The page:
in: Neuro-Behçet's Disease, Erdem Tüzün,Murat Kürtüncü, Editor, Springer-Verlag , London, pp.1-16, 2021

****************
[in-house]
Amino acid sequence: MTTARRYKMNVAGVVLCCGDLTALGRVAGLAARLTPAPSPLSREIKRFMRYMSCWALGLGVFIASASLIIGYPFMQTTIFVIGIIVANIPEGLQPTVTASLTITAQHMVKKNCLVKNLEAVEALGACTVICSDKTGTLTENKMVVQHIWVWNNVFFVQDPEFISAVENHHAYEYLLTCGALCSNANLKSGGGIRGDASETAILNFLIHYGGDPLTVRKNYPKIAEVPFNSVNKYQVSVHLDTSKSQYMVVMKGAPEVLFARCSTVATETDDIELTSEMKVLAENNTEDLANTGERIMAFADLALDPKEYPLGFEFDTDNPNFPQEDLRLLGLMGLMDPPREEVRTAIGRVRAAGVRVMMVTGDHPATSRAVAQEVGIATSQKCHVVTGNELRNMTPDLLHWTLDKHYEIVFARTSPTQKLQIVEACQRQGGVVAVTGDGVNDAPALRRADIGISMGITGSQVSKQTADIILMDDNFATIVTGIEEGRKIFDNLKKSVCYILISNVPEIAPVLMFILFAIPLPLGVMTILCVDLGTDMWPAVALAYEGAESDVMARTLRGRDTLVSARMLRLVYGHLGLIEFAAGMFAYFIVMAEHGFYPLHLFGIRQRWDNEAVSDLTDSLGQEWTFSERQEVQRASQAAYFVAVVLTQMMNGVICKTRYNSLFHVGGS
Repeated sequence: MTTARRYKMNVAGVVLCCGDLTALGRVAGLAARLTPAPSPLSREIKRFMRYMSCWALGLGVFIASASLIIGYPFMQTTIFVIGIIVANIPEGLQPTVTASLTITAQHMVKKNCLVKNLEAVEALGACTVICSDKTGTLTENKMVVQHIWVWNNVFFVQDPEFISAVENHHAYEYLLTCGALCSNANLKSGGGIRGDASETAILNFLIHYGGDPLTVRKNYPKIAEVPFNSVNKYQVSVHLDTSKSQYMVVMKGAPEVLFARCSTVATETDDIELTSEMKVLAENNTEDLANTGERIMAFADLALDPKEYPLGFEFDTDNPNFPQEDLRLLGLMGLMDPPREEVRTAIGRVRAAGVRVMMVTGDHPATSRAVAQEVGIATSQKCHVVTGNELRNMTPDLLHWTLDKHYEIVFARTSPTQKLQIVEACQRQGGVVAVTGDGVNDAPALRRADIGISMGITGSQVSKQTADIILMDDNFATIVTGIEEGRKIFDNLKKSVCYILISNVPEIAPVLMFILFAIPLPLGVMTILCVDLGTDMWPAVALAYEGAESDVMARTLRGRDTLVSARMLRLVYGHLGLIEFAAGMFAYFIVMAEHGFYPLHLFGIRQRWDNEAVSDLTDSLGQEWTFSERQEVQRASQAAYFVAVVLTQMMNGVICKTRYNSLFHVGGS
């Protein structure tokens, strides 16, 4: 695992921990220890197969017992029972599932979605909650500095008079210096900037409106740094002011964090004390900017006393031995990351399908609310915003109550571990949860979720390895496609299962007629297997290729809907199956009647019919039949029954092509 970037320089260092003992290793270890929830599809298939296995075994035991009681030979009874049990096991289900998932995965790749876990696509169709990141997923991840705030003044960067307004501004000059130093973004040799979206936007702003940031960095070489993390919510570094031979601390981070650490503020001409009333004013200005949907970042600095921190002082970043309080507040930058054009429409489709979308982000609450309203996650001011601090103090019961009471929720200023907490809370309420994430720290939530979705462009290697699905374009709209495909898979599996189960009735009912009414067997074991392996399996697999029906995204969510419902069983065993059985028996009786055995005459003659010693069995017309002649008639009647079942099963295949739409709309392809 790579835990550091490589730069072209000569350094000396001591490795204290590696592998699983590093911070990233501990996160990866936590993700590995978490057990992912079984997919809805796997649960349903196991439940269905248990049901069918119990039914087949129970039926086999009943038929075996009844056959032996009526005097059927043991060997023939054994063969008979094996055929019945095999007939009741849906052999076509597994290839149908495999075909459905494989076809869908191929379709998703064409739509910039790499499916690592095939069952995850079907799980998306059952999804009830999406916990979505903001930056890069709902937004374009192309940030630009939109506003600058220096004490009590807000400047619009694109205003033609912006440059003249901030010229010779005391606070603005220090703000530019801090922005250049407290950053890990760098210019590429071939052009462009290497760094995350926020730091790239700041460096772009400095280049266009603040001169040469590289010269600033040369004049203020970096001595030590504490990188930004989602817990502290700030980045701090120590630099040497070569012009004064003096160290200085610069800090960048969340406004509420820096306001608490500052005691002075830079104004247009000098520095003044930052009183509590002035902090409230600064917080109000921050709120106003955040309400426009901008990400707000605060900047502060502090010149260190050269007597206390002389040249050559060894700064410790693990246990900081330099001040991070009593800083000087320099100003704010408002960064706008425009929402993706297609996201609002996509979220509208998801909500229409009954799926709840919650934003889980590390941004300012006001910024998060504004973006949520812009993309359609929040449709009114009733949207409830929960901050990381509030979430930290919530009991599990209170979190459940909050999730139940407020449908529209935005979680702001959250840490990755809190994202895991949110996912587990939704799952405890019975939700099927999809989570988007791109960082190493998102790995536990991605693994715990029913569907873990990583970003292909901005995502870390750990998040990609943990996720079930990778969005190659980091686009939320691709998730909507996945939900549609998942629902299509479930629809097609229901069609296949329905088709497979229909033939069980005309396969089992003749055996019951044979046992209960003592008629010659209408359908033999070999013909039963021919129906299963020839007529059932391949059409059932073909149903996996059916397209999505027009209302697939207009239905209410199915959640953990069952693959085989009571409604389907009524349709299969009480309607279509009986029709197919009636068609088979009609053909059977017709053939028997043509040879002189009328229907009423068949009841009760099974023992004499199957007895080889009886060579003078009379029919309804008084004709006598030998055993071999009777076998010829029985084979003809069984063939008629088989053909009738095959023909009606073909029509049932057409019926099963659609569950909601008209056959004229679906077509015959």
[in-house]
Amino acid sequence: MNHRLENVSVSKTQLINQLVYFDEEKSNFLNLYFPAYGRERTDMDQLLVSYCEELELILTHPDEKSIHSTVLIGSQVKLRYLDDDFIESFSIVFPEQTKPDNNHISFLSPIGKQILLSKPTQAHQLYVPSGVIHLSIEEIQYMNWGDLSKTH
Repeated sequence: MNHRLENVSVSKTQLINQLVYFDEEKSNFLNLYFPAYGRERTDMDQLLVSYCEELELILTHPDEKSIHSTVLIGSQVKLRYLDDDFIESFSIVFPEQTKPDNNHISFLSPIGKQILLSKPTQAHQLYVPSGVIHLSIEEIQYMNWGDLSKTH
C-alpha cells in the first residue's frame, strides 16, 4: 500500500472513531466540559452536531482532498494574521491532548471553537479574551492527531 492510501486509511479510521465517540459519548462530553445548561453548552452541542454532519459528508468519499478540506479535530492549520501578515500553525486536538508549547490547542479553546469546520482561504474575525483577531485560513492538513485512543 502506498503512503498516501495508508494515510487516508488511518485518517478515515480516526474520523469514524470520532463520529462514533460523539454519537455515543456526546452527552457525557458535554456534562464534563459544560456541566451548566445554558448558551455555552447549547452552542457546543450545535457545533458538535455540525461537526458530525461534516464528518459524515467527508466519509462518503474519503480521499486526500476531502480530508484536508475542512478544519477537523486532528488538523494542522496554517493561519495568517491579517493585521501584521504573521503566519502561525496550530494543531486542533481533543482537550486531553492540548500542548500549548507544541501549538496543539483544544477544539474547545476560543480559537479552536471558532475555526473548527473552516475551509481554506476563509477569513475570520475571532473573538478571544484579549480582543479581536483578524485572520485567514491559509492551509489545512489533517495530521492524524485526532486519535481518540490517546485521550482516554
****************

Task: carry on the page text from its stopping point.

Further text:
Behçet’s disease (BD) is a chronic inflammatory disorder affecting multiple systems in the body. Neuro-Behçet’s disease (NBD) is the neurological manifestation of BD. It usually occurs late in the disease and tends to affect 10–30% of BD patients. The neurological symptoms may include cerebral thrombosis in the arterial or venous systems, meningoencephalitis, demyelination, memory loss, and behavioral changes. Although BD cases have been reported from all over the world, it is more common in the geographical regions on the historic Silk Route. The highest prevalence of the disease is in Turkey. It mostly affects individuals between 20 and 40 years of age and affects men and women equally. BD etiology has not been well understood yet, but various genetic, environmental, and immunological factors are thought to play a role. Although the human leukocyte antigen (HLA)-B51 has long been suggested to be the dominant predisposing factor in BD, the non-major histocompatibility complex (MHC) class I genes have been associated with BD susceptibility as well. The genome-wide association studies (GWAS) reported various single-nucleotide polymorphism of certain genes in BD. Additionally, targeted next-generation sequencing methods have demonstrated non-synonymous variants (NSVs). The epigenetics (interspersed repetitive sequences, miRNAs) of BD and NBD have also been of interest to the researchers lately. Even though the studies primarily focus on BD rather than NBD, the data gathered for BD has been expected to be compatible with NBD etiopathogenesis. Further NBD-oriented epidemiologic, genetic, and epigenetic studies are needed to enlighten the disease etiology and to detect differential NBD biomarkers.